- American consumers spend hundreds of millions of dollars each year on extra-virgin olive oil alone, and we are generally on the same page about the notion that it’s a healthful fat. Yet we know less about it, and about olive oil in general, than we should. Only one in four...
American consumers spend hundreds of millions of dollars each year on extra-virgin olive oil alone, and we are generally on the same page about the notion that it’s a healthful fat. Yet we know less about it, and about olive oil in general, than we should. Only one in four of us is aware that the oil does not improve with age, and 85 percent of us think “light olive oil” has fewer calories than other olive oils, according to a recent study. (For the record, the designation refers to refined olive oil with little aroma or flavor.)
The research results are reason enough for Nancy Harmon Jenkins to have written “Virgin Territory: Exploring the World of Olive Oil” (Houghton Mifflin Harcourt, February 2015). More significantly, the respected author and historian is passionate about the subject, and clearly fascinated by it. She has spent four decades cooking, learning, sampling, touring, harvesting her own olives and trying to vanquish misperceptions about the oil. (Yes, Virginia, you can fry in extra-virgin olive oil.)
This is her seventh cookbook, with much to offer, including her well-written, mostly Mediterranean-based recipes. There are the expected Great Moments in olive oil history, because Jenkins is recognized as an expert in the field and likes to share information. The chapters on the process of making oil and the science around the ingredient are in layman’s terms.
Her explanation of why we should care about identifying what is truly “extra-virgin” is presented without hyperbole. Such oil is extracted and processed without chemical treatment and refining; it contains no more than 0.8 grams of oleic acid per 100 grams of oil, and it must be free of defective flavors and aromas. It does not necessarily come from a first pressing. Its combination of polyphenols is said to be the most healthful of all olive oils.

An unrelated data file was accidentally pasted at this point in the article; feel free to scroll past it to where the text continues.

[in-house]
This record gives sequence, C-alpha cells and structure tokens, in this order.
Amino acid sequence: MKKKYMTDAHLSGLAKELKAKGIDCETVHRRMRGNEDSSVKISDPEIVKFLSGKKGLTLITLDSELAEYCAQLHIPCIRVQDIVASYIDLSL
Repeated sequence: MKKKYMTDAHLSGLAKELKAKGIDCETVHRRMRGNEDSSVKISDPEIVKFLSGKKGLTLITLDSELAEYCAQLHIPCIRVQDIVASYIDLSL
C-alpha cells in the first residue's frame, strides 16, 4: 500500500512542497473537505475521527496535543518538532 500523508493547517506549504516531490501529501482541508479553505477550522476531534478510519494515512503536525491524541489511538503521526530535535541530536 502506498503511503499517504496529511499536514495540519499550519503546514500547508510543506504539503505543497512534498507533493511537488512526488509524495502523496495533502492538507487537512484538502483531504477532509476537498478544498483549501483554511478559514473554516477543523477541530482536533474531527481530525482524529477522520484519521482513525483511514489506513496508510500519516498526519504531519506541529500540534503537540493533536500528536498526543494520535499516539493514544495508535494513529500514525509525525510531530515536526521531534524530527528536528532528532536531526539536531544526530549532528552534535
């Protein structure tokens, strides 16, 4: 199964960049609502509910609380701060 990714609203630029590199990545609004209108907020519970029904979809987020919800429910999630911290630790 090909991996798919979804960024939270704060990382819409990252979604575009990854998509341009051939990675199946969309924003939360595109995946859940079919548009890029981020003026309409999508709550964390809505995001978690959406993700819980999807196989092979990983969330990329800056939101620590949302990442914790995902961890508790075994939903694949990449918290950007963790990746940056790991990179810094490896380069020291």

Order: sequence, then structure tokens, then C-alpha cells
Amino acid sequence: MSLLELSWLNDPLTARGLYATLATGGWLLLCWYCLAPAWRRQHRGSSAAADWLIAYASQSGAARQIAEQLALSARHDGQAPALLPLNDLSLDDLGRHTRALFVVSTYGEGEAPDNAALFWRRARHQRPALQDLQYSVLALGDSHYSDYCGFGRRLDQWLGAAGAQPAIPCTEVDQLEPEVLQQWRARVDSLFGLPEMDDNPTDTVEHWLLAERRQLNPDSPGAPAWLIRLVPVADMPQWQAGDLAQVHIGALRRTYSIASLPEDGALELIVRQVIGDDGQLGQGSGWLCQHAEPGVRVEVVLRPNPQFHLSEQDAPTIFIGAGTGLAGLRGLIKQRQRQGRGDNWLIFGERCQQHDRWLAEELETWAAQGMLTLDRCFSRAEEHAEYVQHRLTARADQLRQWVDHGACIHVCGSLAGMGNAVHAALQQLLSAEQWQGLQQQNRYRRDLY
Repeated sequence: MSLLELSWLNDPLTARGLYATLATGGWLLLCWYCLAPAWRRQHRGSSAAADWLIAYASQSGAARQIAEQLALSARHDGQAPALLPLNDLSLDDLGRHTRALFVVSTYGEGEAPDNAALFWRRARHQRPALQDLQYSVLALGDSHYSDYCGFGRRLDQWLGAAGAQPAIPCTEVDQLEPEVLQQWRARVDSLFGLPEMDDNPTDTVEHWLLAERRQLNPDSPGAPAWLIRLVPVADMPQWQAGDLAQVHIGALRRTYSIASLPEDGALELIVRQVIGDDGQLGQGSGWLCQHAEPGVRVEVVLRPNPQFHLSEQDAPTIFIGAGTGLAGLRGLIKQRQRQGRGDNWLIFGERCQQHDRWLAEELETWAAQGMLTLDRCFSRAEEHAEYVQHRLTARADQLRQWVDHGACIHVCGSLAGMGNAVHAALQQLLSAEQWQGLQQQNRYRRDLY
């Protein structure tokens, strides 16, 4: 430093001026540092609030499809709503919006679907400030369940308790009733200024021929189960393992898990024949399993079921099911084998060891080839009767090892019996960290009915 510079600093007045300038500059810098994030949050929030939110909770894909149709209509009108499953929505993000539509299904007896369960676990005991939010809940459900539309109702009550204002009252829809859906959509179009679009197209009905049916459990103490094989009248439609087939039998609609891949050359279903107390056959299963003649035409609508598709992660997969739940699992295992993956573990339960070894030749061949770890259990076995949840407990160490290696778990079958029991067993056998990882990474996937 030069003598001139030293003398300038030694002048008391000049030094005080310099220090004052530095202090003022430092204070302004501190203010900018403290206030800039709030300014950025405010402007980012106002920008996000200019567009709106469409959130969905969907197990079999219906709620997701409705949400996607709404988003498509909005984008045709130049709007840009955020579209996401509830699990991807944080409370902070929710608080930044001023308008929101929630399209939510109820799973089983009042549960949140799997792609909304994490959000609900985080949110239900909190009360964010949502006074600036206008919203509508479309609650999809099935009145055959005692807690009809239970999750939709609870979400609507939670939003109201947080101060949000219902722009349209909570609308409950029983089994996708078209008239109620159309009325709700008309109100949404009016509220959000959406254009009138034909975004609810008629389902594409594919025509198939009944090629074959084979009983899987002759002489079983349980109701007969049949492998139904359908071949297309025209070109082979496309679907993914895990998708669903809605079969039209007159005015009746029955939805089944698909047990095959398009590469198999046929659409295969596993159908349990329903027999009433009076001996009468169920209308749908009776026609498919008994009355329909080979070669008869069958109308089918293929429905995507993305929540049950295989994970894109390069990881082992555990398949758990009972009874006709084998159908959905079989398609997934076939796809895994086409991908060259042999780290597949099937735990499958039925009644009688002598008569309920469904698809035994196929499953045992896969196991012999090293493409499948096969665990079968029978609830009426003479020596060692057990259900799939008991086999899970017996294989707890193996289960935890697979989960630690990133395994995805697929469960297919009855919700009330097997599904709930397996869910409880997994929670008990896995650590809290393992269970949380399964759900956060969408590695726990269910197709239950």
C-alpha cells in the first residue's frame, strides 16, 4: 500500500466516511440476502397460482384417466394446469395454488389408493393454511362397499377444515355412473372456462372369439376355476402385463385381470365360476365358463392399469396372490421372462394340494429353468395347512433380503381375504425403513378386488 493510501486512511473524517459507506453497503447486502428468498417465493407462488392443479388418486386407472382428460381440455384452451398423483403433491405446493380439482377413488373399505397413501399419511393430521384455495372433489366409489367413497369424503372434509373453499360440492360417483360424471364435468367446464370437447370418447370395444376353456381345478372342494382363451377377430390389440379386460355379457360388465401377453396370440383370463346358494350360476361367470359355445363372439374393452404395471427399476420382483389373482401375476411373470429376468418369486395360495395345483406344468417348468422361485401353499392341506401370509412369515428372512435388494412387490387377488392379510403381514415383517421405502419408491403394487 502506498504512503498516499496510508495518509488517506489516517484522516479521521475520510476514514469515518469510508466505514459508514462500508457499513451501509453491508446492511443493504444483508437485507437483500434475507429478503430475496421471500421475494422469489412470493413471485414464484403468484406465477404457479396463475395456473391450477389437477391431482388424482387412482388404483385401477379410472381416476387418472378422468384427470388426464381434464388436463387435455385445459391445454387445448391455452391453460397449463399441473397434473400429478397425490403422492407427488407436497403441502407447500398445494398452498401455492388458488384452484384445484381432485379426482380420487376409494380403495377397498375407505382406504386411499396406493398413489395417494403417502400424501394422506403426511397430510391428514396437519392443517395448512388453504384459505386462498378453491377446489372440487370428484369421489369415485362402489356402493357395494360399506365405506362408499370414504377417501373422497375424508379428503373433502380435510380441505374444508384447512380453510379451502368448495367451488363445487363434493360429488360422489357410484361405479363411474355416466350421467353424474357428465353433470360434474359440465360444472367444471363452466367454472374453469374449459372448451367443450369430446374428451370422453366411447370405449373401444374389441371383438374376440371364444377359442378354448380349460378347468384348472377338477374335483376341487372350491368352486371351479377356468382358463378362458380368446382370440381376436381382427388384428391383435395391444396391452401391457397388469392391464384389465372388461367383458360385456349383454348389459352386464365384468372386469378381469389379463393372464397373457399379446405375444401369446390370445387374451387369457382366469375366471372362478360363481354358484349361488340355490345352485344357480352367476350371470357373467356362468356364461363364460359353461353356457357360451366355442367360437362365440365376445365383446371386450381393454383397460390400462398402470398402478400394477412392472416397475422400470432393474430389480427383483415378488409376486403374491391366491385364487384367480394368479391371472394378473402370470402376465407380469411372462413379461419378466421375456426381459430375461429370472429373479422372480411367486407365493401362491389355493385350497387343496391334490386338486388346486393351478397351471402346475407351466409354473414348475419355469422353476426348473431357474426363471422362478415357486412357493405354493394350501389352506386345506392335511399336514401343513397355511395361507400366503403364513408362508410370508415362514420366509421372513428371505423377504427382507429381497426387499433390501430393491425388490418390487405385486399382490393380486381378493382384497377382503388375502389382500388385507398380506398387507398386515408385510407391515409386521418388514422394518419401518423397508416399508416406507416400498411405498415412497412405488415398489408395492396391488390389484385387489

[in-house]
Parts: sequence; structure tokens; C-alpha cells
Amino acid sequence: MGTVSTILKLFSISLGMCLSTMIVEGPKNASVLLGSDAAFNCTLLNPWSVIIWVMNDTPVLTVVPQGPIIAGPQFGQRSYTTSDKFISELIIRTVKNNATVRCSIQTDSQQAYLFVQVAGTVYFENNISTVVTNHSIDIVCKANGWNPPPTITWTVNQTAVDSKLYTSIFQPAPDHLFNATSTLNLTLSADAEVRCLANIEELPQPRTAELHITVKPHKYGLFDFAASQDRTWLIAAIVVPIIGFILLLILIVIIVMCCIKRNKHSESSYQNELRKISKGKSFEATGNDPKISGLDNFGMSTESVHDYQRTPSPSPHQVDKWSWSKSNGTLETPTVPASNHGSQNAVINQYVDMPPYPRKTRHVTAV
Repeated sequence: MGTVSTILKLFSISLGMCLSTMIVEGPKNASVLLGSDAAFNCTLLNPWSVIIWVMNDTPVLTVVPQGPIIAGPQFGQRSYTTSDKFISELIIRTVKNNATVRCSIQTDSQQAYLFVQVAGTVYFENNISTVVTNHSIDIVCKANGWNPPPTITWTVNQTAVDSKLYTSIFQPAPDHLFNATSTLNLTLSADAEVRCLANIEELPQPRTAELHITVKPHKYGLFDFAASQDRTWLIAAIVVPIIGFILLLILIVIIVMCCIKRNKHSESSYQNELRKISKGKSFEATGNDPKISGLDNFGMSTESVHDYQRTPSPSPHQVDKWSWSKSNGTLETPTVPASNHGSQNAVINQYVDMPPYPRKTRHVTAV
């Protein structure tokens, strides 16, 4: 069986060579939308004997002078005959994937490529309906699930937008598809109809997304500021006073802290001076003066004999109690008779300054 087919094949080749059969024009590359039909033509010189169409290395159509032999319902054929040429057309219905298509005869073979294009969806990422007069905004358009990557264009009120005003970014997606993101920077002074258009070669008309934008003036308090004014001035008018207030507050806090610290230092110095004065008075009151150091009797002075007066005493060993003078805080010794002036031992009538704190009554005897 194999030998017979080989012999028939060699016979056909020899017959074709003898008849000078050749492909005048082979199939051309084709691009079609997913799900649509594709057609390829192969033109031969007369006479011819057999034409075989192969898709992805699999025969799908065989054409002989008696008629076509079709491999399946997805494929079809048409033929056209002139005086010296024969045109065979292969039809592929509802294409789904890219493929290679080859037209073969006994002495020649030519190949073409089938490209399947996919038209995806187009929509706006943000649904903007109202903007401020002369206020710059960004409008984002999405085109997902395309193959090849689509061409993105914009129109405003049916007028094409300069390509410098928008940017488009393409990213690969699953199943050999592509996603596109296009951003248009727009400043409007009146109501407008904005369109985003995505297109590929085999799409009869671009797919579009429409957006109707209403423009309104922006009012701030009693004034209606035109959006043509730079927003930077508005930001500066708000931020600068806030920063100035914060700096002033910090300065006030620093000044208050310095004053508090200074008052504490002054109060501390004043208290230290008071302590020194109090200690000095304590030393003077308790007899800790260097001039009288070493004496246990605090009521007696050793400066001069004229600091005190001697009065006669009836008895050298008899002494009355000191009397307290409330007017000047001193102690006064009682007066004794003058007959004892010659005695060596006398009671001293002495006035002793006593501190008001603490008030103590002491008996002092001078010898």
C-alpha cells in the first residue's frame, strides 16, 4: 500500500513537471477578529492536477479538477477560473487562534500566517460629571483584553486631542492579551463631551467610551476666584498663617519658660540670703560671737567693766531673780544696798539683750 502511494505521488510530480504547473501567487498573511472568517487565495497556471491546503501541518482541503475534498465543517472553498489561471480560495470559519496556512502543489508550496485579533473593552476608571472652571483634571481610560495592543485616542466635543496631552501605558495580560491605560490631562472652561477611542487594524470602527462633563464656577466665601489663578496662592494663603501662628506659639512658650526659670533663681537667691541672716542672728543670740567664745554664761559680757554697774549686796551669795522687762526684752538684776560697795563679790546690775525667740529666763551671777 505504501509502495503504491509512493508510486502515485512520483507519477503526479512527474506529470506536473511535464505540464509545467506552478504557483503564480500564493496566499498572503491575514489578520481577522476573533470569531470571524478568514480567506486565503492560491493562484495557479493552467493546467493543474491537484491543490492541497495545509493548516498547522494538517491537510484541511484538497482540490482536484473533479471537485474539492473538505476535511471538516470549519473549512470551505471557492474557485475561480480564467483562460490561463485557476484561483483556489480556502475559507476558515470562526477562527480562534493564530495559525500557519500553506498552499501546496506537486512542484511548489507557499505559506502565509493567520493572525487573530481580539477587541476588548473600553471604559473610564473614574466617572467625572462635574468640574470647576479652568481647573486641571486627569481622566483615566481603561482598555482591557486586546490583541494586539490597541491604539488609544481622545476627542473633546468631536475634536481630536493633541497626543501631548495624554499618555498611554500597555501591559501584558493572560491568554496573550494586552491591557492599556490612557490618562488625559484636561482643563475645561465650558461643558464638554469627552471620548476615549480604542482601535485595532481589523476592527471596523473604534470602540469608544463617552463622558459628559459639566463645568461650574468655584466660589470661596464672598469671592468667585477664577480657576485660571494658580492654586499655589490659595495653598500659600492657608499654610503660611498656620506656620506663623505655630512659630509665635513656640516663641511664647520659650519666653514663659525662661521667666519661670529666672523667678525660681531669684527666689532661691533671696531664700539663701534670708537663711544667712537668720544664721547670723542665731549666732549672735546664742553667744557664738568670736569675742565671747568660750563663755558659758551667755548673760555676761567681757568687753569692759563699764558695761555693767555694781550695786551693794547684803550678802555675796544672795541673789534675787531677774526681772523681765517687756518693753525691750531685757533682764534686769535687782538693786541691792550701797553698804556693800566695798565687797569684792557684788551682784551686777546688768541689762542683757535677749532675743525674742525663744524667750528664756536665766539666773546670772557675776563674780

Jenkins’ bottom line: Rely on taste more than labels.
To that end, she walks readers through how to taste olive oils and the language with which to describe them, preferably at a venue where you can sample more than one or two at a time. Beyond calling for extra-virgin olive oil in a preface to the recipes — a matter of style that might not get picked up by less-careful readers — Jenkins does not specify particular types of olive oils for certain dishes. But she does list reliable sources and brands, including Costco’s Kirkland Signature Extra-Virgin Olive Oil and Trader Joe’s Kalamata Extra-Virgin Olive Oil from Greece.
One oil for cooking and one for finishing are all that is needed in a discerning home cook’s kitchen. Proper storage is more crucial, she says, meaning keep it out of the refrigerator and away from the heat of a nearby stove or microwave.
RECIPE: SOUPY SPANISH RICE WITH CLAMS with extra-virgin olive oil
In this version of the Catalan dish, the clams are cooked separately in their shells to keep sand or grit from settling into the rice.
The recipe calls for an unsmoked Spanish paprika; if you can’t find it, use Aleppo pepper or piment d’Espelette instead.
Serve with crusty bread.
Make ahead: The saffron needs to steep for at least 1 hour.
Pinch saffron threads INGREDIENTS:
1/2 cup warm water, plus 2 cups boiling water
1-1/2 pounds shell-on littleneck or Manila clams
1 to 1-1/2 cups dry white wine, or more as needed
1/2 cup extra-virgin olive oil
1 large onion, chopped
1 pound peeled, chopped tomatoes
3 cloves garlic, crushed
1 sweet red bell pepper, seeded and diced
1 sweet green bell pepper, seeded and diced
3 sprigs thyme
1/2 teaspoon mild Spanish paprika (pimenton; see headnote)
3/4 cup short-grain rice, such as Valencia or Arborio
1/2 cup minced flat-leaf parsley
Combine the saffron and the 1/2 cup of warm water in a small stain-proof bowl; steep for at least 1 hour.
Discard any clams that do not close when gently tapped. Place the remaining clams in a large saucepan. Add enough wine to fill to about 1 inch at the bottom of the pot. Cook over medium heat just until the clams open, transferring them to a bowl as soon as they do. Discard any clams that fail to open.
Strain the cooking liquid through a double or triple layer of cheesecloth into a small saucepan to remove any grit. If the clams are grit-free, leave some of them in their shells (it makes a nice presentation when the dish is ready); otherwise, shuck the clams and keep them warm in the strained cooking liquid over low heat.
Heat the oil in a large Dutch oven or heavy-bottomed saucepan over medium heat. Once the oil shimmers, add the onion, tomatoes, garlic and peppers; cook for 6 to 8 minutes, stirring occasionally, until the tomatoes start to dissolve and soften. Add the saffron and its soaking water, then stir in the thyme and paprika.
Add the reserved clam cooking liquid; cook for 5 minutes, then add the rice, the 2 cups of boiling water and 1/8 to ¼ teaspoon of the salt. Cook, uncovered, for about 15 minutes; the rice should soften yet still be fairly firm.
Stir in the cooked clams; cook for about 5 minutes, then remove from the heat. Cover and let sit for 5 minutes, allowing the rice to finish cooking. Discard the thyme sprigs, then stir in the parsley. Serve warm.
Nutrition per serving: 410 calories, 20 grams protein, 31 grams carbohydrates, 19 grams fat, 3 grams saturated fat, 35 milligrams cholesterol, 740 milligrams sodium, 3 grams dietary fiber, 5 grams sugar
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